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Erased Existences: The Hidden Lives of Girls with Mobility Disability in Somalia
By Abdinasir Ali Mohamed
Wednesday March 20, 2024


Children in Somalia face significant challenges in accessing basic education. The majority who manage to receive some form of education represent only a small fraction of the able-bodied student population in urban centres. Meanwhile, disabled children, regardless of gender, often find themselves left out, their potential untapped, except for the rare cases where their families have both the awareness of the importance of education and the necessary social connections.

Yet, beneath these broad challenges lies a deeper, more silent crisis, one that barely whispers in the noise of societal neglect—girls with mobility disabilities. They are the forgotten within the forgotten, invisibly struggling at the intersection of disability and gender. Their daily reality is a testament to a 'silent double crisis' where their very existence is erased or often overlooked, and their needs are pushed to the side-lines of societal concern. Affected by both their disability and their gender, these girls face a dual form of marginalization that is both heart-breaking and unjust. This is the silent cry that goes unheard, the plight that remains unseen, as these girls, deserving of dignity and opportunity, continue to be eclipsed by the shadows of indifference. This short piece highlights the daily struggles of girls living with mobility disabilities who have become virtually invisible in our society.

Every day, girls with mobility disabilities, both in urban and rural areas, strive to overcome physical limitations and navigate their surroundings amidst the harsh realities of scorching heat on dusty streets, surrounded by people who do not want to see them at all. Their stark realities call for a portrayal that highlights the challenges and barriers that diminish their humanity and render them invisible. Their situation represents not just neglect, but a profound oversight, where the intersection of gender and disability renders them virtually invisible.

While people with mobility disabilities face overwhelming challenges in their daily lives, girls with mobility disabilities face double disadvantages. Society’s attitudes and their tendencies to ignore and overlook the disabled, and the pervasive gender biases further disadvantage girls by prioritizing the needs and visibility of boys. From personal experience, I recall seeing boys with varying forms of disabilities, such as those crawling, others in wheelchairs or using wooden crutches coming to school, but I had never seen any disabled girls, not even one in a wheelchair come to school during my primary and secondary school days. The problem is the same in higher education and in most private and public institutions.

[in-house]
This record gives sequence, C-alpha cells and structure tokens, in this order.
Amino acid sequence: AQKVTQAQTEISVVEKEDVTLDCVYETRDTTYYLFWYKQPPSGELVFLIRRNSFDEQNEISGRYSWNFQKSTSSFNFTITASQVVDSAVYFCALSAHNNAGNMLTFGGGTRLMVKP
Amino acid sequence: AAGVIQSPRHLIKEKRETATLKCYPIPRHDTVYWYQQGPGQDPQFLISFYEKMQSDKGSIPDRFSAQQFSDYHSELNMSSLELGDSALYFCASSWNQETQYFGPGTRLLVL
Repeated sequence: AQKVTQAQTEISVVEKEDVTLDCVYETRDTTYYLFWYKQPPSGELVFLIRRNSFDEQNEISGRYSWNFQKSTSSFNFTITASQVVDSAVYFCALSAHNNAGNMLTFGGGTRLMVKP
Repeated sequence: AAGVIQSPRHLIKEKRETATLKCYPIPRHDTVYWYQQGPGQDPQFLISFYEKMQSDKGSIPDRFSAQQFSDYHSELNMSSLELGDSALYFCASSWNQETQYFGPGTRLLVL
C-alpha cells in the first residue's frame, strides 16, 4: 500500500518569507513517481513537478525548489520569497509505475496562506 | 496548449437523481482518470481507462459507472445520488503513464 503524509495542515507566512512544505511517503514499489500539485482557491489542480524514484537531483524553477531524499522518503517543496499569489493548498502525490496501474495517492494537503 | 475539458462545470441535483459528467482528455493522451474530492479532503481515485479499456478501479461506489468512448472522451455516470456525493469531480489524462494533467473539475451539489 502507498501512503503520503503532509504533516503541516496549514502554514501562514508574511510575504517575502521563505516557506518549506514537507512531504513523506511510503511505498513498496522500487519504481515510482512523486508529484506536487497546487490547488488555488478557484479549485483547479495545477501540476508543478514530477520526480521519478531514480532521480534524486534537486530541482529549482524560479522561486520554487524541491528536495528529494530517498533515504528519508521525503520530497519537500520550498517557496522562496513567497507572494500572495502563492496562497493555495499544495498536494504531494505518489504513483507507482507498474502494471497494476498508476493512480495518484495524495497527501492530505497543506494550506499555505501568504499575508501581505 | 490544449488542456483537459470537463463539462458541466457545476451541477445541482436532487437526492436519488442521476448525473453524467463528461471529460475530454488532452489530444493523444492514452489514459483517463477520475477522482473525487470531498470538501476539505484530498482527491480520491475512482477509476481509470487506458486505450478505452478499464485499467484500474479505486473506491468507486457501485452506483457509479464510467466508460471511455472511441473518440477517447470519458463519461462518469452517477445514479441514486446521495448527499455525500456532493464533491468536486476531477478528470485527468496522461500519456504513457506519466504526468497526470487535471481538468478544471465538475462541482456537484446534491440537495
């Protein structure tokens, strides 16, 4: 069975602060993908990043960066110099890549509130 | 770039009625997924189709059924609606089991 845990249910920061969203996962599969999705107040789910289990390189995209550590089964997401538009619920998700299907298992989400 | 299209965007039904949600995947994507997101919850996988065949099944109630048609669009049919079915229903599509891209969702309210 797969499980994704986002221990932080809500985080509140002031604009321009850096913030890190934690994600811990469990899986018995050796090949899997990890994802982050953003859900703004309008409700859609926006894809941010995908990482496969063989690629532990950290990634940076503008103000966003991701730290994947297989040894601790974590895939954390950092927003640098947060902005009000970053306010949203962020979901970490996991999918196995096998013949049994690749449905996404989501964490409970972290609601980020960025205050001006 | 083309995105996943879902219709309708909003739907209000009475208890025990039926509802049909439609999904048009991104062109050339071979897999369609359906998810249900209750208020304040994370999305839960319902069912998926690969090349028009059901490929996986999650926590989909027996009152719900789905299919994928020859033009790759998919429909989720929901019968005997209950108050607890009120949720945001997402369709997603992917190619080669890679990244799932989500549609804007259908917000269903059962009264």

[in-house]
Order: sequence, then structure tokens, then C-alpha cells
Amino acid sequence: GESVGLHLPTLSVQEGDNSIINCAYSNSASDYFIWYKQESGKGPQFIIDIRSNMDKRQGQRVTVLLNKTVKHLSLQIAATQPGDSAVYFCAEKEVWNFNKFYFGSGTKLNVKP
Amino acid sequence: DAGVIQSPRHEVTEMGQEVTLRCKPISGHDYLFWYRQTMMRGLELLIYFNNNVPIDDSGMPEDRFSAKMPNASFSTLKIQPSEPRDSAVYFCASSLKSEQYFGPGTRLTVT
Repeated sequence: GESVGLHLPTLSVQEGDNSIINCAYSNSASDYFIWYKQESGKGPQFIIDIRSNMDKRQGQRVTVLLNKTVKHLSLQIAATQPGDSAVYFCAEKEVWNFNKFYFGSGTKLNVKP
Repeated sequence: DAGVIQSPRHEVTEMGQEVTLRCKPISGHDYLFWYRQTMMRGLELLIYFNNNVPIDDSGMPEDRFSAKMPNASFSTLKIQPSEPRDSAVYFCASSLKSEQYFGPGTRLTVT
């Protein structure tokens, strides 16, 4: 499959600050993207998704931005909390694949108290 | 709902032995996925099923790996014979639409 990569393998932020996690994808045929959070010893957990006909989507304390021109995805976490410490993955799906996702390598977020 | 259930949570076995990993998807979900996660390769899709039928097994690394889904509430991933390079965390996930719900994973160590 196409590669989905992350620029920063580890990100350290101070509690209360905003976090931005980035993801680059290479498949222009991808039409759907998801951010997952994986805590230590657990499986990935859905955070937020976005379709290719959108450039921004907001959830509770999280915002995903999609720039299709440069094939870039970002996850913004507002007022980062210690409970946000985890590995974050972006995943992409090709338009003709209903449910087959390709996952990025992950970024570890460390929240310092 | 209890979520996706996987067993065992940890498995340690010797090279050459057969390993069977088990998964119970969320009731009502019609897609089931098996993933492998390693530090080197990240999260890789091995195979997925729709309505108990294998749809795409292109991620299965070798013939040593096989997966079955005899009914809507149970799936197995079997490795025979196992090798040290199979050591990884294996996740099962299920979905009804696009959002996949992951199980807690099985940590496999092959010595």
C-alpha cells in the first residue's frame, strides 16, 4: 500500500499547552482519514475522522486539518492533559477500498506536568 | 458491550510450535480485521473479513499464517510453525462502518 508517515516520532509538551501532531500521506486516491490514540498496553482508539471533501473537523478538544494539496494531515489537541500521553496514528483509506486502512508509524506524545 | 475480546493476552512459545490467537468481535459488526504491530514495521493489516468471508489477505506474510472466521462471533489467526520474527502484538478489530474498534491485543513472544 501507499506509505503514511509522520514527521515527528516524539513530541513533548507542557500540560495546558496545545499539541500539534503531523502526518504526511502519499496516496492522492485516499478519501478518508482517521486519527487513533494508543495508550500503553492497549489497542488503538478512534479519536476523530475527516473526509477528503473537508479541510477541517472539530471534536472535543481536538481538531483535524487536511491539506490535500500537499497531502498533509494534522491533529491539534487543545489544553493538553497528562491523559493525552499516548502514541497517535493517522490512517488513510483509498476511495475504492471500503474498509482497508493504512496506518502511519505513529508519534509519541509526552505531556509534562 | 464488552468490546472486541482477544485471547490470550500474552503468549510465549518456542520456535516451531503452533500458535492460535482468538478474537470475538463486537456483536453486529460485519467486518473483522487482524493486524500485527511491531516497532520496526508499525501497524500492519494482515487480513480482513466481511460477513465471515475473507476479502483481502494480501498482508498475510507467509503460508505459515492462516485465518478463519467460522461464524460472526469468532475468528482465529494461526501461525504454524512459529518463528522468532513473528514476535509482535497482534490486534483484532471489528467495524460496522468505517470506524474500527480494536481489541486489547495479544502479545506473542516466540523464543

The difference is so glaring. Boys with limited mobility, despite their challenges, have a presence in public life, albeit small. They attend schools, engage in higher education, and some have excelled in professional careers. They are recognized, acknowledged, and, to some extent, accommodated. Conversely, girls with similar disabilities are conspicuously absent. They are the unseen group, lacking not only visibility but also the opportunities that could help them move from the side-lines to the centre and the forefront.

This contrast became apparent to me during my time at ILAYS ACADEMY. Over the course of more than eleven years, I have witnessed numerous boys with various mobility disabilities come through our doors, each with their own unique story of resilience and struggle. However, despite adapting our school facilities to accommodate learners with mobility challenges, I have not encountered a single girl with a mobility disability during this time. This undeniable fact has prompted me to reflect on the systemic barriers that render these girls invisible, preventing them from accessing vital life-sustaining opportunities. The absence of girls with mobility disabilities in education and society is not merely a reflection of societal neglect; it represents a profound loss not only for the girls themselves but also for their families, communities, and our entire nation. Each girl absent from the classroom, every young woman excluded from educational opportunities, holds untapped potential that could significantly contribute to our collective societal progress.